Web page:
Described from a single skull specimen which had remained uncatalogued for several years since its discovery in 2010, lead author Patrick O’Connor (Ohio University) and his colleagues used high resolution CT scans to build up a picture of the skull and beak.

The Skull of Falcatakely forsterae with CT Scans and Interpretative Line Drawing

Falcatakely skull, scans and line drawing.

The skull of Falcatakely (top) with two diagrams from CT scans and an interpretative line drawing.

Picture Credit: O’Connor et al

Bird fossils are rare.  Their light fragile bones tend not to fossilise well.  Bird skulls are especially rare, but although crushed, the powerful CT scans have been able to reveal many unique features of the bones and the beak.  For example, the researchers were able to identify a single preserved tooth in the premaxilla, probably one of several teeth lining the beak of this resident of north-western Madagascar some 68 million years ago.

Everything Dinosaur acknowledges the assistance of a media release from the University of Ohio and University College London in the compilation of this article.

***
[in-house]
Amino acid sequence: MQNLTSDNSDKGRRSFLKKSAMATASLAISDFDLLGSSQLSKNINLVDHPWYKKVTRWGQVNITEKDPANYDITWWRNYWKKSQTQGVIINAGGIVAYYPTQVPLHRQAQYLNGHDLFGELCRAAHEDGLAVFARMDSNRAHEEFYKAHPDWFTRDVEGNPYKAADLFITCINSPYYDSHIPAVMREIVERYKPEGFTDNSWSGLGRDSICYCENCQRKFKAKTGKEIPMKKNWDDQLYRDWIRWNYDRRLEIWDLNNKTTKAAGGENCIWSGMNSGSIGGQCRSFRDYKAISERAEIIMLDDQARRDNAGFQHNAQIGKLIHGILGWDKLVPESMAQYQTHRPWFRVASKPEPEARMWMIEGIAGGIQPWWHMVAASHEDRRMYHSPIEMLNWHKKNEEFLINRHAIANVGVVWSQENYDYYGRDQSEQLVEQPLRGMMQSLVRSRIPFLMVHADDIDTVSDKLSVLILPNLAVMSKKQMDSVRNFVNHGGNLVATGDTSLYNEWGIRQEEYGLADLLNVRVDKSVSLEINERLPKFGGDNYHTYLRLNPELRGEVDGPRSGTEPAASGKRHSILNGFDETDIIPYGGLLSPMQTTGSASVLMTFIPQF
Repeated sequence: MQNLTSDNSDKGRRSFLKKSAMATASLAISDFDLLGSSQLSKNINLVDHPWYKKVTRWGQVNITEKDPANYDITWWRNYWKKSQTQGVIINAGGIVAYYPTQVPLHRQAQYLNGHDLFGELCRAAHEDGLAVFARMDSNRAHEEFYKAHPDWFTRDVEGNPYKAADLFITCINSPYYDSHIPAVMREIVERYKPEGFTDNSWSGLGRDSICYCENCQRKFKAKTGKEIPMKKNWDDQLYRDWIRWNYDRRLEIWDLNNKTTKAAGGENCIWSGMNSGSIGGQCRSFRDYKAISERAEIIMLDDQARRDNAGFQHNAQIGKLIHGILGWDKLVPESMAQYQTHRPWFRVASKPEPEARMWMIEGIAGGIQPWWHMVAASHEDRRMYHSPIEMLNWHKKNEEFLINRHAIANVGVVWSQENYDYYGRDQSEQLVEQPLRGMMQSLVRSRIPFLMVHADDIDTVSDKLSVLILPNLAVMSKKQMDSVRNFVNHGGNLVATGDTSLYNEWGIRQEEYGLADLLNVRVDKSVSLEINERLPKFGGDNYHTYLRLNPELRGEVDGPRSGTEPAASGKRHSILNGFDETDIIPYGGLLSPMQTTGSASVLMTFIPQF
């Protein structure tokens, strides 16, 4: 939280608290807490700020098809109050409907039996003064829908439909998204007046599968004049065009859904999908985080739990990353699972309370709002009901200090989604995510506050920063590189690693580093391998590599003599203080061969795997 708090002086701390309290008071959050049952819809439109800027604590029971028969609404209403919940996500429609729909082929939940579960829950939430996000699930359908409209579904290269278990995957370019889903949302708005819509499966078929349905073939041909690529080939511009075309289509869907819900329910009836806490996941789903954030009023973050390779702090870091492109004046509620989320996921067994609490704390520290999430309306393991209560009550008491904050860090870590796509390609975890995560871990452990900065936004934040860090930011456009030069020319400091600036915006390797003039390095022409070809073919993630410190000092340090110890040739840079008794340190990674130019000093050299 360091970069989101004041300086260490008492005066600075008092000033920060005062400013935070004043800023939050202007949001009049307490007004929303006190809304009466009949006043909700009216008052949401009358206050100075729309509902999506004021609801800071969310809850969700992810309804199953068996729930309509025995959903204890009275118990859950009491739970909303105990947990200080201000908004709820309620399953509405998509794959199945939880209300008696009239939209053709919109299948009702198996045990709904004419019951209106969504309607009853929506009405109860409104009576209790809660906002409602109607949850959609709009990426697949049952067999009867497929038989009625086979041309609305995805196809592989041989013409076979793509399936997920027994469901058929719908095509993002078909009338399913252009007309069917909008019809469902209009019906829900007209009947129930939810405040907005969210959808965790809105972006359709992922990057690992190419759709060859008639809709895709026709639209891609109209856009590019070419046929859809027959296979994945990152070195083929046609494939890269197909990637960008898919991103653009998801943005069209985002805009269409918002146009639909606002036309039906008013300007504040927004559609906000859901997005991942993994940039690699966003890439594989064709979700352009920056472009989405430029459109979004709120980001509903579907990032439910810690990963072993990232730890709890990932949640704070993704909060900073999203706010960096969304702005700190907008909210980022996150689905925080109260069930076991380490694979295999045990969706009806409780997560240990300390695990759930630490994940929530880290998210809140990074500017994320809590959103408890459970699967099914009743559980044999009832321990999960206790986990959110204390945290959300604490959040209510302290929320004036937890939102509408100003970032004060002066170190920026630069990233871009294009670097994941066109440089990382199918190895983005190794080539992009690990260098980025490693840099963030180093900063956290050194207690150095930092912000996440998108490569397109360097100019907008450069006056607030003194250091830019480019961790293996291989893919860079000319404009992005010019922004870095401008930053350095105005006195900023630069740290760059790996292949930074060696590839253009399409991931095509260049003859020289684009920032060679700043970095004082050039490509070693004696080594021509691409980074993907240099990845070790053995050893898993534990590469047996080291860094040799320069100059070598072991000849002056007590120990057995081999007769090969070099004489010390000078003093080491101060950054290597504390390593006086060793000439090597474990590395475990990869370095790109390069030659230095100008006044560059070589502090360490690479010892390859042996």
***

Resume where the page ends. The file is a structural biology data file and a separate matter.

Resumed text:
The scientific paper: “Late Cretaceous bird from Madagascar reveals unique development of beaks” by Patrick M. O’Connor, Alan H. Turner, Joseph R. Groenke, Ryan N. Felice, Raymond R. Rogers, David W. Krause and Lydia J. Rahantarisoa published in Nature.

27 11, 2020

New CollectA Models for 2021 (Final Part)

By | November 27th, 2020|Dinosaur Fans, Everything Dinosaur News and Updates, Everything Dinosaur Products, Main Page, Photos of Everything Dinosaur Products, Press Releases|6 Comments

New CollectA Models for 2021 (Fourth and Final Part)

Today, we complete our look at the new for 2021 prehistoric animal models that are coming out from CollectA.  In collaboration with CollectA Everything Dinosaur announces a further three new figures, they are an iconic prehistoric mammal, an updated version of perhaps the most extensively studied Early Jurassic theropod and an amazing Late Cretaceous ammonite with an incredible shell.

  • A CollectA Deluxe 1:20 scale Doedicurus – a wonderful replica of a prehistoric mammal.
  • A CollectA Deluxe 1:40 scale Dilophosaurus – a model of an Early Jurassic theropod.
  • A CollectA Pravitoceras model – a stunning replica of a heteromorph ammonoid known from the Late Cretaceous of Japan.

All three figures will be available from Everything Dinosaur around the middle of 2021.

The New for 2021 CollectA Deluxe Doedicurus Replica

CollectA Deluxe Doedicurus model.

The CollectA Deluxe 1:20 scale Doedicurus model.

Picture Credit: Everything Dinosaur

CollectA Deluxe Doedicurus Model

This is a stunning replica of the South American giant, distantly related to sloths and anteaters.  First described by the famous English anatomist Richard Owen in 1847.  Once assigned to the genus Glyptodon, Doedicurus was placed in its own separate genus in 1874 following an extensive revision of glyptodont fossil material.

Model designer Anthony Beeson commented: